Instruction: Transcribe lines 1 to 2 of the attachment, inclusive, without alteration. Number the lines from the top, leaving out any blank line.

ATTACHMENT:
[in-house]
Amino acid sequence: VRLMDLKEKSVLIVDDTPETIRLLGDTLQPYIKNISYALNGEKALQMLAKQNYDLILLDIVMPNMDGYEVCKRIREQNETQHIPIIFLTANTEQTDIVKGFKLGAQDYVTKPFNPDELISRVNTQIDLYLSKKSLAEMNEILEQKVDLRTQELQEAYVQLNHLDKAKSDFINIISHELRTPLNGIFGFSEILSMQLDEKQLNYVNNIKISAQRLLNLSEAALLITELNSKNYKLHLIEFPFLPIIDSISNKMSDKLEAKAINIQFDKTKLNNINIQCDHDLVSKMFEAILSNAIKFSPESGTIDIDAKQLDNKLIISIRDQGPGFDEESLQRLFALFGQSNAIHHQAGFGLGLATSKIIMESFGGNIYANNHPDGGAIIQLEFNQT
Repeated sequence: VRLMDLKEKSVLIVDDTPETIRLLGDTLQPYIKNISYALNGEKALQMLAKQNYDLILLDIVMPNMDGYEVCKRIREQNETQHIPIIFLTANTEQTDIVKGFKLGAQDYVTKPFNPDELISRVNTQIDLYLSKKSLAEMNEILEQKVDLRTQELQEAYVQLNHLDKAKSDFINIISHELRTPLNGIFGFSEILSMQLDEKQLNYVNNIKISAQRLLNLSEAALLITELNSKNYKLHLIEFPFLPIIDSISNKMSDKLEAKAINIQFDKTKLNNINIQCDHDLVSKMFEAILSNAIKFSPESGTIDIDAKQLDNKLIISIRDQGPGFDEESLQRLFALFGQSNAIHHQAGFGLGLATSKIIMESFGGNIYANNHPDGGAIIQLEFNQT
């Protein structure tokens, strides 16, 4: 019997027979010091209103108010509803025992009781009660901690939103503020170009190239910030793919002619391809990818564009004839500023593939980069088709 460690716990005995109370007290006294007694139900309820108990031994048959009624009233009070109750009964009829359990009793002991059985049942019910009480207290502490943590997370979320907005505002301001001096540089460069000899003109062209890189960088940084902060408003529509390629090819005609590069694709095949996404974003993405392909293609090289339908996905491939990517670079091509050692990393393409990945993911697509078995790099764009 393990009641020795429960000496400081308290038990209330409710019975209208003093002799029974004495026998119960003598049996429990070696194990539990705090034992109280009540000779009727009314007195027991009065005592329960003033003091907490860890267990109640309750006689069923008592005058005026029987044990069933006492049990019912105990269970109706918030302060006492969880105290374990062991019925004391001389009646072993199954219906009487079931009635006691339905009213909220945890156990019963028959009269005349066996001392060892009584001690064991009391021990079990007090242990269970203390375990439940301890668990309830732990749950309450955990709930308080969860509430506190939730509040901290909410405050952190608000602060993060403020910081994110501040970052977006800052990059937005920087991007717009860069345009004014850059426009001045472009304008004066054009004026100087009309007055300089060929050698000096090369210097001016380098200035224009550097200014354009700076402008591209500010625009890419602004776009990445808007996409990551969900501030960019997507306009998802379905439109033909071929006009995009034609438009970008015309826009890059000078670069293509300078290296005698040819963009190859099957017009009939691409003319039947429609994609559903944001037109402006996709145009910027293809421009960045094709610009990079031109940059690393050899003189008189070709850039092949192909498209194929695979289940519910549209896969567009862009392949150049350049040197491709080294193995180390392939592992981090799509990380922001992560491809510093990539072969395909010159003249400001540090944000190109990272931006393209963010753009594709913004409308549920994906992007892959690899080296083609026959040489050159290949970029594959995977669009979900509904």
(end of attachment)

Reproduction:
[in-house]
Amino acid sequence: VRLMDLKEKSVLIVDDTPETIRLLGDTLQPYIKNISYALNGEKALQMLAKQNYDLILLDIVMPNMDGYEVCKRIREQNETQHIPIIFLTANTEQTDIVKGFKLGAQDYVTKPFNPDELISRVNTQIDLYLSKKSLAEMNEILEQKVDLRTQELQEAYVQLNHLDKAKSDFINIISHELRTPLNGIFGFSEILSMQLDEKQLNYVNNIKISAQRLLNLSEAALLITELNSKNYKLHLIEFPFLPIIDSISNKMSDKLEAKAINIQFDKTKLNNINIQCDHDLVSKMFEAILSNAIKFSPESGTIDIDAKQLDNKLIISIRDQGPGFDEESLQRLFALFGQSNAIHHQAGFGLGLATSKIIMESFGGNIYANNHPDGGAIIQLEFNQT